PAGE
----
Re: [dev] less(1) replacement?

From: <>
Date: Sun, 27 Aug 2017 10:55:01 +0000

On Sun, Aug 27, 2017 at 10:56:49AM +0200, Hadrien Lacour wrote:
> The point of using a compiled language is to avoid useless dependencies, even
> if performances also count.
> To be honest, it'd be more acceptable if it didn't rely on the most bloated
> shell ever (baring fish, maybe). POSIX sh isn't that hard.

I add my 2c:

Moreover, if not blind, you can see that everybody wants its "interpreted"
language and wants to force it on all OSes out there.

From this perspective, the sickiest areas are: SDKs and server infrastucture

You will have: perl, python2 _and_ python3, ruby, javascript, lua, php, swift,
guile, bash not sh, etc. And for _each_ interpreted language, you add the
bazillions of different and independant frameworks.

Mecanically, that increases the 'technical' "cost" of reaching a "working OS".
And the little added comfort provided by those interpreted languages is
actually a big loss due to their unreasonable count and implementation "cost".

But, the "compiled" language realm is turning to a turd too. It seems there are
networks of insane/gangster people hard pushing with a lot of money (aka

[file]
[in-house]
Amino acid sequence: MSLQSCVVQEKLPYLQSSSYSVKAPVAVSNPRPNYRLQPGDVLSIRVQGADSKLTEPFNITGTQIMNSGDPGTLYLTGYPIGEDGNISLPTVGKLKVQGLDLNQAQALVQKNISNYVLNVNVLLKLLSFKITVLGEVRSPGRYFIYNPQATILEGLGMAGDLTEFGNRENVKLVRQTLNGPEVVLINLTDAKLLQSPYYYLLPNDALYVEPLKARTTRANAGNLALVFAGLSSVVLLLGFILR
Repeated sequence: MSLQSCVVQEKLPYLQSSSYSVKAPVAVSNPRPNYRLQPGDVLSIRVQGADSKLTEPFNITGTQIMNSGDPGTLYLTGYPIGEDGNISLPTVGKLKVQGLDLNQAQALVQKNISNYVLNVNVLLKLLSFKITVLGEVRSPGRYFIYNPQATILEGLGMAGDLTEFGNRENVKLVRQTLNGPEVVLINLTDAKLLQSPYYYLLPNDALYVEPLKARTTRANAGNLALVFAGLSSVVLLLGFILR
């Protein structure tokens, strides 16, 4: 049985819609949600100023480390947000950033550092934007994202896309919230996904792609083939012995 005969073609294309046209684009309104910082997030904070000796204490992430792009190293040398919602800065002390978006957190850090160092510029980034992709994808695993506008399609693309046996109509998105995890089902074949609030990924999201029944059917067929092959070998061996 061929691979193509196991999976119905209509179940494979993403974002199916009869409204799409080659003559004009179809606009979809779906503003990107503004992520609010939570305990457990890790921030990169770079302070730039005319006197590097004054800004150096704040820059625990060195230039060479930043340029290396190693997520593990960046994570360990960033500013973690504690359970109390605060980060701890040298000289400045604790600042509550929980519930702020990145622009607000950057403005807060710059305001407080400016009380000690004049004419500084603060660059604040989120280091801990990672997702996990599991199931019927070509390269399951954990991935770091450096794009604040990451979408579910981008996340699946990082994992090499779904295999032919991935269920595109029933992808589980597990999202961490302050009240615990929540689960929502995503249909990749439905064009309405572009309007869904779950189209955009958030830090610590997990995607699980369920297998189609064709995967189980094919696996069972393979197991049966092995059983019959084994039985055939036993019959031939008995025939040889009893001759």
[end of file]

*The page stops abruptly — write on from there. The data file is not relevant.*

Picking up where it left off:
economic comfort zone for _selected_ coders) "compiled" languages with highly
complex syntaxes: the main push is happening on c++ to phase out simple
C totally (C syntax is not perfect and way too rich already but by far the best
compromise). I don't even start on java/jee/sql, heresy againsty sanity.
The worst components I have seen so far:
 - llvm
 - harfbuzz
 - gcc turning to a c++ kludge (got into the c++ "turdification" of gcc/cpp, yes
   the guys doing that are broken brains).

Of course, you have file formats too. Look at PDF 2.0... 1/4 is "good" 3/4 is
trash. Overall this is a really bad piece of work and is _very_ dangerous... as
now it requires a huge and complex set of components to "make it work" (if I
recall well, PDF 2.0 crapping was done mainly by microsoft people, them again).

I can hear microsoft and apple laughting at us, and no, interpreted languages
are in no way suckless.

Received on Sun Aug 27 2017 - 12:55:01 CEST

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